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Microbiology Chapter 3 Microscopy and Staining

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Microbiology Chapter 3. Microscopy and Staining. What's on a Pinpoint? How many bacteria? ... How many are needed to start an infection? Sometimes as few as 10 ... – PowerPoint PPT presentation

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Title: Microbiology Chapter 3 Microscopy and Staining


1
Microbiology Chapter 3Microscopy and Staining
2
Whats on a Pinpoint?
  • How many bacteria?
  • How many are needed to start an infection?
  • Sometimes as few as 10 bacteria are enough!

3
Historical Microscopy
  • Anton van Leeuwenhoek-1670s
  • 1st to see micro-organisms
  • lens maker, simple scopes 100x to 300x
  • Single lens, like a magnifying glass
  • Studied animalcules

4
Principles of Microscopy
  • Metric units- powers of 10
  • Microscopy- technology of making very small
    things visible to naked eye
  • Measurements in
  • - micrometers (microns) um 0.000001m 10-6 m
  • - nanometers nm 10-9 m
  • - angstroms- (A) 10-10 m

5
Properties of LightWavelength and Resolution
  • Wavelength- length of a light ray
  • Resolution- ability to see 2 objects as separate
    discrete units (not fuzzy)
  • Visible light 550nm (NG)
  • UV light 100-400 nm better for resolution
  • Electron microscopy- .005 nm high reso
  • Resolving power of lens- numerical measure of
    lens, smaller distance from lens to slide
    greater resolving power

6
Properties of LightLight and Objects
  • Reflection-light strikes an object bounces
    back
  • Transmission- light passes through object
  • Absorption- light rays taken up by object
  • Luminescence-absorbed UV rays are changed to
    longer wave reemitted
  • Fluoresce- luminescence only occurring during
    irradiation
  • Phosphorescent- object emits light when light
    rays no longer strike it (some bacteria)

7
Properties of LightLight and Objects
  • Refraction- bending of light as it passes from
    one medium to another
  • Index of refraction- measure of the speed at
    which light penetrates
  • Immersion oil- used for better resolution because
    oil as the same index of refraction as glass.
  • Diffraction- light waves bend around an opening
    and could cause blurry slides
  • Iimit oil immersion with 10 x eyepiece1000X

8
Light Microscopy and Types of Microscopes
  • Microscope that uses visible light to observe
    specimen
  • Hookes compound microscope had more than 1
    lens
  • The Compound Light Microscope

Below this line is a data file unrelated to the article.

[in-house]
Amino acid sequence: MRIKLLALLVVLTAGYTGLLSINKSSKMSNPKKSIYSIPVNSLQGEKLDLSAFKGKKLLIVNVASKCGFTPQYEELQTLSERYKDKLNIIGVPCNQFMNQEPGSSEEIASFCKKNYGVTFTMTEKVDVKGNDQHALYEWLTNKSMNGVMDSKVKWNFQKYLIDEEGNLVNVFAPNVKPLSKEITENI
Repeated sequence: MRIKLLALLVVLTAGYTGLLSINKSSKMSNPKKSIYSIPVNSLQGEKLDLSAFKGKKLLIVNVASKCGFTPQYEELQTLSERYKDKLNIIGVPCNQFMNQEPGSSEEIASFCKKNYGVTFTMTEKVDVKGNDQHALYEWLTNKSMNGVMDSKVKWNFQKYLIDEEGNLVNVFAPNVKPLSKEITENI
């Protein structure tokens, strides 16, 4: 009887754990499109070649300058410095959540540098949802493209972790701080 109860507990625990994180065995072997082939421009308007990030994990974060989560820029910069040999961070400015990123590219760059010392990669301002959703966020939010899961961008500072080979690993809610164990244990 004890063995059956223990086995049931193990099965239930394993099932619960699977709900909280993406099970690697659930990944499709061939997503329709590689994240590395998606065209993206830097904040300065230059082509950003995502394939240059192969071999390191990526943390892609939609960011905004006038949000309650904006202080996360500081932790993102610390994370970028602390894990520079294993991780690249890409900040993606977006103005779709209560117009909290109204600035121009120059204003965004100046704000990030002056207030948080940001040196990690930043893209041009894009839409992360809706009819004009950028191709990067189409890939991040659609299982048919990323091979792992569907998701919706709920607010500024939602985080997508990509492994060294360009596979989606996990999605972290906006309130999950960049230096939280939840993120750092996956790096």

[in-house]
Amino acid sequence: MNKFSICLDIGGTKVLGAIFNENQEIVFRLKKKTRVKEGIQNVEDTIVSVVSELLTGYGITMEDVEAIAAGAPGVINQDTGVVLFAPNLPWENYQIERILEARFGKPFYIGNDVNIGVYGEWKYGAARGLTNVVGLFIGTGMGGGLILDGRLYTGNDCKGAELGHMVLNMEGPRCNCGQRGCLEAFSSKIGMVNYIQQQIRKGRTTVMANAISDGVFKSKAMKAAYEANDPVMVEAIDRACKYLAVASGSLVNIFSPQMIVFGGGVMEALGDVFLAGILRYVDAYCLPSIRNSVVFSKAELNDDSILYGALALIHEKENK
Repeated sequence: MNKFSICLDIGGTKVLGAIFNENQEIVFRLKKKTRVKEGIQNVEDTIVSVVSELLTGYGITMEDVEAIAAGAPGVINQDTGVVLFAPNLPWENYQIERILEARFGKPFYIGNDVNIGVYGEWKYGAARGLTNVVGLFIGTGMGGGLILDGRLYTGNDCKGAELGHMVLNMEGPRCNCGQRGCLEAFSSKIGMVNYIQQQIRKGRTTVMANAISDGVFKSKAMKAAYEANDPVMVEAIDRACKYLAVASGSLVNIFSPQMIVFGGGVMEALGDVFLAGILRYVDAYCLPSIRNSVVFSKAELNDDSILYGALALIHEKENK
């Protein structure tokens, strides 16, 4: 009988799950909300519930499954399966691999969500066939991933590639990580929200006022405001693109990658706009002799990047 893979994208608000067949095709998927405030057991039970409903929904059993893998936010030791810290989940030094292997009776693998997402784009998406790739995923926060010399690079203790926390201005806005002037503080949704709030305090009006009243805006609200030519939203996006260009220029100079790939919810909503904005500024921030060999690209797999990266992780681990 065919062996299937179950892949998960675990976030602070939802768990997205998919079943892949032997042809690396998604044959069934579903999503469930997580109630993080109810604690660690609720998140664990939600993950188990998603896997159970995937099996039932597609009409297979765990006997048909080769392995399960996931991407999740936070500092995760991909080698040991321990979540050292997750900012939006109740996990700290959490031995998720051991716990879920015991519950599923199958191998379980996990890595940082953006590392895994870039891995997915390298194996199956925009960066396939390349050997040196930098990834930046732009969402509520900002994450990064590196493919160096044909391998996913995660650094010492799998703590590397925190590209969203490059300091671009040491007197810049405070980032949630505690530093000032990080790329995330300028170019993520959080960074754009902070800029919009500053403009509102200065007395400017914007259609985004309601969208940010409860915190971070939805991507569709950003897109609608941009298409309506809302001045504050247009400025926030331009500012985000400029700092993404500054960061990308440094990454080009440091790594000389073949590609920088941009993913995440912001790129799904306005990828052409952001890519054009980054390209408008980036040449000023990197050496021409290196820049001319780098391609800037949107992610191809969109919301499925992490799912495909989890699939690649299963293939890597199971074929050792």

• - monocular- 1 eyepiece, binocular-2
  • Survey of microscope parts and their functions
    pg 58

9
Total Magnification Calculations
  • Scanning power -4x X 10x (ocular) 40x
  • Low power 10x X 10x(ocular) 100 x
  • High dry power 40x X 10 x 400 X
  • Oil immersion 100x X 10 x 1000x
  • Parfocal- in focus on one power, simple rotate
    nosepiece and its should focus on next power
  • Ocular micrometer- measure size of sample

10
Light Microscopy and Types of Microscopes
  • Dark-Field Microscopy- condenser causes light to
    reflect off specimen at an angle and increases
    the contrast
  • Phase-Contrast Microscopy-to observe live and
    unstained specimens by increasing refractive
    index and shows different degrees of brightness
  • Nomarski Microscopy- differential interference
    contrast and looks 3D

11
Light Microscopy and Types of Microscopes
  • Flourescence- UV light is used to excite
    molecules, longer wavelengths bright
  • Confocal Microscopy- usesbeams of UV lases light
    and computer reconstructs images, up to 40
    better. Can study microbes alive or not.
  • Digital Microscopy-have built in digital camera
    and can be viewed on screen

12
Different Types of Electron Microscopy
  • EM uses electron beam and electro-magnets not
    lenses- high resolution
  • Photos taken Electron micrographs
  • Transmission Electron Microscopy- (TEM) better
    view of internal structures up to 500,000x
    magnification
  • - shadow casting-
  • - freeze fracturing-
  • - freeze etching-

13
Different Types of Electron Microscopy
  • Scanning Election Microscopy (SEM)-
  • - Image of the surface 3D 50,000x mag
  • Scanning Tunneling Microscopy (STMs)-
  • - 1980 can be used with liver specimens and
    under water
  • Atomic force microscope-(AFM)- advanced 3d from
    atomic size to 1 micron
  • - used to study DNA, proteins

14
Techniques of Light Microscopy
  • Preparation of Specimens for the Light
    Microscope
  • 1) Wet Mounts- drop of medium with microbes is
    spread on a slide
  • 2) Smears- microbes from a loopful of medium are
    spread on a slide, then heat fixed to kill
    microbes
  • - heat fixation-

15
Principles of Staining
  • Stain- dye that binds to a cellular structure
    and gives it color
  • charge-basic methylene blue, crystal violet,
    safranin and malachite green
  • - charge-acidic eosin and picric acid
  • Simple stain- single dye and reveals basic cell
    shapes and structures
  • Differential stain- 2 or more dyes Gram stain,
    Ziehl-Neelsen acid fast and spore

16
Gram Stain
  • Gram Stain- 1884 crystal violet () and iodine
    and ethanol decolorizer, and counterstained with
    safranin (-)
  • Gram purple
  • Gram - red
  • Gram non reactive no stain
  • Gram Variable stain unevenly

17
Special Staining Procedures
  • Ziehl-Neelsen Acid-Fast Stain
  • - 1882 modification of Ehrlich staining method
  • - Acid fast retain red color in cell walls
  • Negative staining-capsule is present and wont
    take up stain
  • Flagellar staining- coats flagella so they can
    be seen
  • Endospore staining- Schaeffer-Fulton stain
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